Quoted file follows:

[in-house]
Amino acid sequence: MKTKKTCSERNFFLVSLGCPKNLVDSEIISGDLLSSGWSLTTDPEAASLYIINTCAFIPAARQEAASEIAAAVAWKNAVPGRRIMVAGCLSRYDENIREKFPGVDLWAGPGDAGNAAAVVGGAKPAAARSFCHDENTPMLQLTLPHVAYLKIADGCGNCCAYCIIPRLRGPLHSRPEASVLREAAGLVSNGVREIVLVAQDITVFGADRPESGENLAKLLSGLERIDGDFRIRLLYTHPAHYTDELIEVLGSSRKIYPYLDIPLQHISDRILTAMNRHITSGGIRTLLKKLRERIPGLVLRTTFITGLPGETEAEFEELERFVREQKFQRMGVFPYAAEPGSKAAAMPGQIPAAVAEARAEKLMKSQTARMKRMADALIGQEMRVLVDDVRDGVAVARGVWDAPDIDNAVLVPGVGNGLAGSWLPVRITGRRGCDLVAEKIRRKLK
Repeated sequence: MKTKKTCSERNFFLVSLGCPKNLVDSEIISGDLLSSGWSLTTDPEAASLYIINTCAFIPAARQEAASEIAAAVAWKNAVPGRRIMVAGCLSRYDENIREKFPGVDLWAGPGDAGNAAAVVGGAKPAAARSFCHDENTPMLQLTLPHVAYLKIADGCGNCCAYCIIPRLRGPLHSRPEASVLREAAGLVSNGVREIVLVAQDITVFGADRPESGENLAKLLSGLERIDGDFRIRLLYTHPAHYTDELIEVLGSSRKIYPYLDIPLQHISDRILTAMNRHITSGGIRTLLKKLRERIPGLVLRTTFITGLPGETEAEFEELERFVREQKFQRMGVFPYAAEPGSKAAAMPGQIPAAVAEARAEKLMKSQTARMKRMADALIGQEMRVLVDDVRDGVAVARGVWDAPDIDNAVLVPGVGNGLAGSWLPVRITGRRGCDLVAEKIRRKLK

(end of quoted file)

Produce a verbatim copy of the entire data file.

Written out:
[in-house]
Amino acid sequence: MKTKKTCSERNFFLVSLGCPKNLVDSEIISGDLLSSGWSLTTDPEAASLYIINTCAFIPAARQEAASEIAAAVAWKNAVPGRRIMVAGCLSRYDENIREKFPGVDLWAGPGDAGNAAAVVGGAKPAAARSFCHDENTPMLQLTLPHVAYLKIADGCGNCCAYCIIPRLRGPLHSRPEASVLREAAGLVSNGVREIVLVAQDITVFGADRPESGENLAKLLSGLERIDGDFRIRLLYTHPAHYTDELIEVLGSSRKIYPYLDIPLQHISDRILTAMNRHITSGGIRTLLKKLRERIPGLVLRTTFITGLPGETEAEFEELERFVREQKFQRMGVFPYAAEPGSKAAAMPGQIPAAVAEARAEKLMKSQTARMKRMADALIGQEMRVLVDDVRDGVAVARGVWDAPDIDNAVLVPGVGNGLAGSWLPVRITGRRGCDLVAEKIRRKLK
Repeated sequence: MKTKKTCSERNFFLVSLGCPKNLVDSEIISGDLLSSGWSLTTDPEAASLYIINTCAFIPAARQEAASEIAAAVAWKNAVPGRRIMVAGCLSRYDENIREKFPGVDLWAGPGDAGNAAAVVGGAKPAAARSFCHDENTPMLQLTLPHVAYLKIADGCGNCCAYCIIPRLRGPLHSRPEASVLREAAGLVSNGVREIVLVAQDITVFGADRPESGENLAKLLSGLERIDGDFRIRLLYTHPAHYTDELIEVLGSSRKIYPYLDIPLQHISDRILTAMNRHITSGGIRTLLKKLRERIPGLVLRTTFITGLPGETEAEFEELERFVREQKFQRMGVFPYAAEPGSKAAAMPGQIPAAVAEARAEKLMKSQTARMKRMADALIGQEMRVLVDDVRDGVAVARGVWDAPDIDNAVLVPGVGNGLAGSWLPVRITGRRGCDLVAEKIRRKLK